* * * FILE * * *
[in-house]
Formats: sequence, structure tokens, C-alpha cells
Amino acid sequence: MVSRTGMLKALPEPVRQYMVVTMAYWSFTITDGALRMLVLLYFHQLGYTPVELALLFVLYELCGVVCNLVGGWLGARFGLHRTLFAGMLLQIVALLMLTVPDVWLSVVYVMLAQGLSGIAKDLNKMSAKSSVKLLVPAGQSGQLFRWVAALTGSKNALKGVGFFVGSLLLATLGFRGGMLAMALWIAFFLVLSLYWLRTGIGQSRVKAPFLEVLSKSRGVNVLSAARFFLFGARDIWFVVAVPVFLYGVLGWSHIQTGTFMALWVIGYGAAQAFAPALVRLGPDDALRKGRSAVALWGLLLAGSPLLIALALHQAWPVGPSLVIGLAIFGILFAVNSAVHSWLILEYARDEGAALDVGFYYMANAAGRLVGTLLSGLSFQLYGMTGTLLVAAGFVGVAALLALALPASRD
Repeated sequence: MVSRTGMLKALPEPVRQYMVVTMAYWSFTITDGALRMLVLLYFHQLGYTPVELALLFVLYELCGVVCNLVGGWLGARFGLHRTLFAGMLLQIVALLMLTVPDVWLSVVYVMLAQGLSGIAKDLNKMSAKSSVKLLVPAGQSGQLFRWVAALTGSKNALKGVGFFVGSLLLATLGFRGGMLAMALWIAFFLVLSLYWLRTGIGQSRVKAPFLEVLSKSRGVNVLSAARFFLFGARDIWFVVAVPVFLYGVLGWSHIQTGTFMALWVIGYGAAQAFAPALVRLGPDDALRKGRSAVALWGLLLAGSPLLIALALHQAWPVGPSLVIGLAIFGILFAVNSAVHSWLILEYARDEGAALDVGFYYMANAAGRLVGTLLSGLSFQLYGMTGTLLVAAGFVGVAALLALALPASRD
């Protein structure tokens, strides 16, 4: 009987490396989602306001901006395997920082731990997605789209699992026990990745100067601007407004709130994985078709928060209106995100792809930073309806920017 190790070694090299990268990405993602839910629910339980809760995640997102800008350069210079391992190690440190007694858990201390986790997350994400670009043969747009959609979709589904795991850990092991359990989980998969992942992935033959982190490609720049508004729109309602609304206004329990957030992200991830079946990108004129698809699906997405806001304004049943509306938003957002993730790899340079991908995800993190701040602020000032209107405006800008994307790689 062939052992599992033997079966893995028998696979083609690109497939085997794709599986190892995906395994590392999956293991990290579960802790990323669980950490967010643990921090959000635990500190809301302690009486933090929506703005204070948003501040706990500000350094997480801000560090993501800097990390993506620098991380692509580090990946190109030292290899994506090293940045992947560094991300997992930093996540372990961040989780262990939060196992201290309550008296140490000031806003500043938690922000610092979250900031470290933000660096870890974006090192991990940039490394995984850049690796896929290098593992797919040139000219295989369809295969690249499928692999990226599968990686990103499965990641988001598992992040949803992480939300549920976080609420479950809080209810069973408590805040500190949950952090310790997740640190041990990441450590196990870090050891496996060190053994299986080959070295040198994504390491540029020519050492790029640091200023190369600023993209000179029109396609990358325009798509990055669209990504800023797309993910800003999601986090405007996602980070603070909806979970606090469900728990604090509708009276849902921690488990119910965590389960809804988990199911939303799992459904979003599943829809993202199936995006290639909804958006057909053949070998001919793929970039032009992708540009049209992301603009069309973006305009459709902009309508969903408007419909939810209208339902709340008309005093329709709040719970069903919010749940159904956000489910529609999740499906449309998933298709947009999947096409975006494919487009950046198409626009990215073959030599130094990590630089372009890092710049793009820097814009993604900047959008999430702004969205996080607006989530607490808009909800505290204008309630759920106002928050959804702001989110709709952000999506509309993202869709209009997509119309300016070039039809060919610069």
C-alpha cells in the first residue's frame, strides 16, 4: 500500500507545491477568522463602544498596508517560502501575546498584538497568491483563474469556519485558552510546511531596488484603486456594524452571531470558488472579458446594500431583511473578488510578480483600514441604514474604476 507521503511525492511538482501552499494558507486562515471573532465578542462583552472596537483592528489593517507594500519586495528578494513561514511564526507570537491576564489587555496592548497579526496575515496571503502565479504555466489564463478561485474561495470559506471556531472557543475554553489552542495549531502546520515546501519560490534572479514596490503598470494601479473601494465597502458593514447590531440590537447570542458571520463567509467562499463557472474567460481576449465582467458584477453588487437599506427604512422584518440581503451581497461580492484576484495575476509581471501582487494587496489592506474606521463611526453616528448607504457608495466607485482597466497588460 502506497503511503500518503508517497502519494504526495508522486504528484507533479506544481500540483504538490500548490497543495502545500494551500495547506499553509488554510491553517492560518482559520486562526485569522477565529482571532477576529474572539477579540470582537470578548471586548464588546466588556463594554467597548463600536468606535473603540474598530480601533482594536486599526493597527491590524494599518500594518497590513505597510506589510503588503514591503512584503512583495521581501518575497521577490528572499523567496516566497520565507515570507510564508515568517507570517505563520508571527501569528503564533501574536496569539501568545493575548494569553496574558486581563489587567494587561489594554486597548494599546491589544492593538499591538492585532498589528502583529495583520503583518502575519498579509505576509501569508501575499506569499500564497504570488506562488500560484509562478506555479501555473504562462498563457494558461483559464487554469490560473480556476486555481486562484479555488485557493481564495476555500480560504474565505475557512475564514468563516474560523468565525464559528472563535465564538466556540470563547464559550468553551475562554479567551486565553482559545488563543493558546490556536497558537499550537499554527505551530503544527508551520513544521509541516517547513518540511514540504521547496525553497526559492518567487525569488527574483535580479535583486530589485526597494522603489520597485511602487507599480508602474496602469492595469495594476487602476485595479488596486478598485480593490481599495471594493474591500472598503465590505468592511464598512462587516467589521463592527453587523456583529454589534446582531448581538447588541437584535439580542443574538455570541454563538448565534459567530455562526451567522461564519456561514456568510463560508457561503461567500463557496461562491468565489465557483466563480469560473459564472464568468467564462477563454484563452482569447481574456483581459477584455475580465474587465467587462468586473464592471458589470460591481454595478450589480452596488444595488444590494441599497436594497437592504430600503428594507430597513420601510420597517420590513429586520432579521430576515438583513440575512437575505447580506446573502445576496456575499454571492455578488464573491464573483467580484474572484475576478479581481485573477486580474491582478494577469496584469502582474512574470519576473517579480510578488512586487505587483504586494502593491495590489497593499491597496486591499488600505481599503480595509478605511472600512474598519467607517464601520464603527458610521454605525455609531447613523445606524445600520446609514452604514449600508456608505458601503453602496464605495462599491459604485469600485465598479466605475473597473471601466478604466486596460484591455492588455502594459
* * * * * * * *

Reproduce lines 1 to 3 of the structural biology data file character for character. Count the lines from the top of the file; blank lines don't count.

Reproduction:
[in-house]
Formats: sequence, structure tokens, C-alpha cells
Amino acid sequence: MVSRTGMLKALPEPVRQYMVVTMAYWSFTITDGALRMLVLLYFHQLGYTPVELALLFVLYELCGVVCNLVGGWLGARFGLHRTLFAGMLLQIVALLMLTVPDVWLSVVYVMLAQGLSGIAKDLNKMSAKSSVKLLVPAGQSGQLFRWVAALTGSKNALKGVGFFVGSLLLATLGFRGGMLAMALWIAFFLVLSLYWLRTGIGQSRVKAPFLEVLSKSRGVNVLSAARFFLFGARDIWFVVAVPVFLYGVLGWSHIQTGTFMALWVIGYGAAQAFAPALVRLGPDDALRKGRSAVALWGLLLAGSPLLIALALHQAWPVGPSLVIGLAIFGILFAVNSAVHSWLILEYARDEGAALDVGFYYMANAAGRLVGTLLSGLSFQLYGMTGTLLVAAGFVGVAALLALALPASRD